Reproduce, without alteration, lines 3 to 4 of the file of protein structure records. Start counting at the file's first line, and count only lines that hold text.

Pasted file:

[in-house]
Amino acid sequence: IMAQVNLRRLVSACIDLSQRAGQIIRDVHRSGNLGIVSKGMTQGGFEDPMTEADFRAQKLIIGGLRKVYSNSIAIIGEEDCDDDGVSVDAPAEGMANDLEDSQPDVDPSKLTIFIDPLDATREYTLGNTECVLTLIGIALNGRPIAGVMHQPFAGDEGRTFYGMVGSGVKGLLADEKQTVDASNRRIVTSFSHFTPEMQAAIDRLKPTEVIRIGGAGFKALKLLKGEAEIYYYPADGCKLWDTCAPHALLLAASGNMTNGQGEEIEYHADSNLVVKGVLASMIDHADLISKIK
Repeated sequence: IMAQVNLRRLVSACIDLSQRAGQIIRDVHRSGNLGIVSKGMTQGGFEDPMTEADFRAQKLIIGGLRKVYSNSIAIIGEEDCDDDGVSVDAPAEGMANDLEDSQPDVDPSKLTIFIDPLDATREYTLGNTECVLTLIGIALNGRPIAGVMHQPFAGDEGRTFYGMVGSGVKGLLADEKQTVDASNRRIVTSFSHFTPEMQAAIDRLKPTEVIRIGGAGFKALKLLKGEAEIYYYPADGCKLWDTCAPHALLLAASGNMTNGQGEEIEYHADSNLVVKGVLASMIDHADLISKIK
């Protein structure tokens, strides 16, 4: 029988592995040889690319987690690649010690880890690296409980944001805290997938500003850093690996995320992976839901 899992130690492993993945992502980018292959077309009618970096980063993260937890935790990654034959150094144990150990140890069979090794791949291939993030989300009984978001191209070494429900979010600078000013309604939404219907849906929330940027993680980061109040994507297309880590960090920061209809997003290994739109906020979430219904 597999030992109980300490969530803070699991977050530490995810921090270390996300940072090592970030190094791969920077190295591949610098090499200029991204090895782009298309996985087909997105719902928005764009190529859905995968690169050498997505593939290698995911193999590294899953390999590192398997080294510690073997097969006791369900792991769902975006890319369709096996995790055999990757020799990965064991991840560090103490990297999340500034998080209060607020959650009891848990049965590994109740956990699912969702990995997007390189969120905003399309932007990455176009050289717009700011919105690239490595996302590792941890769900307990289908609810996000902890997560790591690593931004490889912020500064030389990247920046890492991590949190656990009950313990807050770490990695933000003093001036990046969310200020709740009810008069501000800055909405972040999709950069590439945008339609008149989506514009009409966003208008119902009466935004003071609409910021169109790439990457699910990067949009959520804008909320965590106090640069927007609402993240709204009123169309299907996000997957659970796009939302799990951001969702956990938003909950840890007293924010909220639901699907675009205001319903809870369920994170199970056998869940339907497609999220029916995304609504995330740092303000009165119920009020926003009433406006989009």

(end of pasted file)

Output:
Repeated sequence: IMAQVNLRRLVSACIDLSQRAGQIIRDVHRSGNLGIVSKGMTQGGFEDPMTEADFRAQKLIIGGLRKVYSNSIAIIGEEDCDDDGVSVDAPAEGMANDLEDSQPDVDPSKLTIFIDPLDATREYTLGNTECVLTLIGIALNGRPIAGVMHQPFAGDEGRTFYGMVGSGVKGLLADEKQTVDASNRRIVTSFSHFTPEMQAAIDRLKPTEVIRIGGAGFKALKLLKGEAEIYYYPADGCKLWDTCAPHALLLAASGNMTNGQGEEIEYHADSNLVVKGVLASMIDHADLISKIK
């Protein structure tokens, strides 16, 4: 029988592995040889690319987690690649010690880890690296409980944001805290997938500003850093690996995320992976839901 899992130690492993993945992502980018292959077309009618970096980063993260937890935790990654034959150094144990150990140890069979090794791949291939993030989300009984978001191209070494429900979010600078000013309604939404219907849906929330940027993680980061109040994507297309880590960090920061209809997003290994739109906020979430219904 597999030992109980300490969530803070699991977050530490995810921090270390996300940072090592970030190094791969920077190295591949610098090499200029991204090895782009298309996985087909997105719902928005764009190529859905995968690169050498997505593939290698995911193999590294899953390999590192398997080294510690073997097969006791369900792991769902975006890319369709096996995790055999990757020799990965064991991840560090103490990297999340500034998080209060607020959650009891848990049965590994109740956990699912969702990995997007390189969120905003399309932007990455176009050289717009700011919105690239490595996302590792941890769900307990289908609810996000902890997560790591690593931004490889912020500064030389990247920046890492991590949190656990009950313990807050770490990695933000003093001036990046969310200020709740009810008069501000800055909405972040999709950069590439945008339609008149989506514009009409966003208008119902009466935004003071609409910021169109790439990457699910990067949009959520804008909320965590106090640069927007609402993240709204009123169309299907996000997957659970796009939302799990951001969702956990938003909950840890007293924010909220639901699907675009205001319903809870369920994170199970056998869940339907497609999220029916995304609504995330740092303000009165119920009020926003009433406006989009």